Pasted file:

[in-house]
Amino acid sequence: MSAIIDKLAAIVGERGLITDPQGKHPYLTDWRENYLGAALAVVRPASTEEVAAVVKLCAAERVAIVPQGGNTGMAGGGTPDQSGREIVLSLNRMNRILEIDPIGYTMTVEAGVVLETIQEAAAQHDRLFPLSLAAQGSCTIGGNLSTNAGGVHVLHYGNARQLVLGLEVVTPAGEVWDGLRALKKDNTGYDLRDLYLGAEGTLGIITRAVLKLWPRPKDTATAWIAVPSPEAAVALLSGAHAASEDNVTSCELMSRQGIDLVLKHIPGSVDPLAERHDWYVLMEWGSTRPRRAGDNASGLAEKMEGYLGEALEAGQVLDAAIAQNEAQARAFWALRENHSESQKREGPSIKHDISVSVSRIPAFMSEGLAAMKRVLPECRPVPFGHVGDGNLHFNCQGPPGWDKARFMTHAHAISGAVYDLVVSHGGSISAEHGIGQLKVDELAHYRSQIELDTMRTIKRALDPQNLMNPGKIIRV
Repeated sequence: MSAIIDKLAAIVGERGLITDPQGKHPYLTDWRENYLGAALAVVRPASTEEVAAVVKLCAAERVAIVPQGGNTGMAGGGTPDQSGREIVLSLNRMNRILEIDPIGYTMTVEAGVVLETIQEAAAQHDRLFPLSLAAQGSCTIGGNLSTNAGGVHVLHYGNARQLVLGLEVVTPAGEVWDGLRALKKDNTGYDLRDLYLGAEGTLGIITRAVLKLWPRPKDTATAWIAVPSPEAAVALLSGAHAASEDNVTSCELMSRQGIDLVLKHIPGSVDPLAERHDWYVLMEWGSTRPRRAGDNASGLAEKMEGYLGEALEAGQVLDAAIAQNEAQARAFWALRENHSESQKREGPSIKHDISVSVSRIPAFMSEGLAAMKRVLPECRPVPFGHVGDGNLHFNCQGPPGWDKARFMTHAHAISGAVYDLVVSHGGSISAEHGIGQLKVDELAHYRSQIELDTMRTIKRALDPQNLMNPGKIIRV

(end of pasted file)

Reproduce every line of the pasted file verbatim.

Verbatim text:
[in-house]
Amino acid sequence: MSAIIDKLAAIVGERGLITDPQGKHPYLTDWRENYLGAALAVVRPASTEEVAAVVKLCAAERVAIVPQGGNTGMAGGGTPDQSGREIVLSLNRMNRILEIDPIGYTMTVEAGVVLETIQEAAAQHDRLFPLSLAAQGSCTIGGNLSTNAGGVHVLHYGNARQLVLGLEVVTPAGEVWDGLRALKKDNTGYDLRDLYLGAEGTLGIITRAVLKLWPRPKDTATAWIAVPSPEAAVALLSGAHAASEDNVTSCELMSRQGIDLVLKHIPGSVDPLAERHDWYVLMEWGSTRPRRAGDNASGLAEKMEGYLGEALEAGQVLDAAIAQNEAQARAFWALRENHSESQKREGPSIKHDISVSVSRIPAFMSEGLAAMKRVLPECRPVPFGHVGDGNLHFNCQGPPGWDKARFMTHAHAISGAVYDLVVSHGGSISAEHGIGQLKVDELAHYRSQIELDTMRTIKRALDPQNLMNPGKIIRV
Repeated sequence: MSAIIDKLAAIVGERGLITDPQGKHPYLTDWRENYLGAALAVVRPASTEEVAAVVKLCAAERVAIVPQGGNTGMAGGGTPDQSGREIVLSLNRMNRILEIDPIGYTMTVEAGVVLETIQEAAAQHDRLFPLSLAAQGSCTIGGNLSTNAGGVHVLHYGNARQLVLGLEVVTPAGEVWDGLRALKKDNTGYDLRDLYLGAEGTLGIITRAVLKLWPRPKDTATAWIAVPSPEAAVALLSGAHAASEDNVTSCELMSRQGIDLVLKHIPGSVDPLAERHDWYVLMEWGSTRPRRAGDNASGLAEKMEGYLGEALEAGQVLDAAIAQNEAQARAFWALRENHSESQKREGPSIKHDISVSVSRIPAFMSEGLAAMKRVLPECRPVPFGHVGDGNLHFNCQGPPGWDKARFMTHAHAISGAVYDLVVSHGGSISAEHGIGQLKVDELAHYRSQIELDTMRTIKRALDPQNLMNPGKIIRV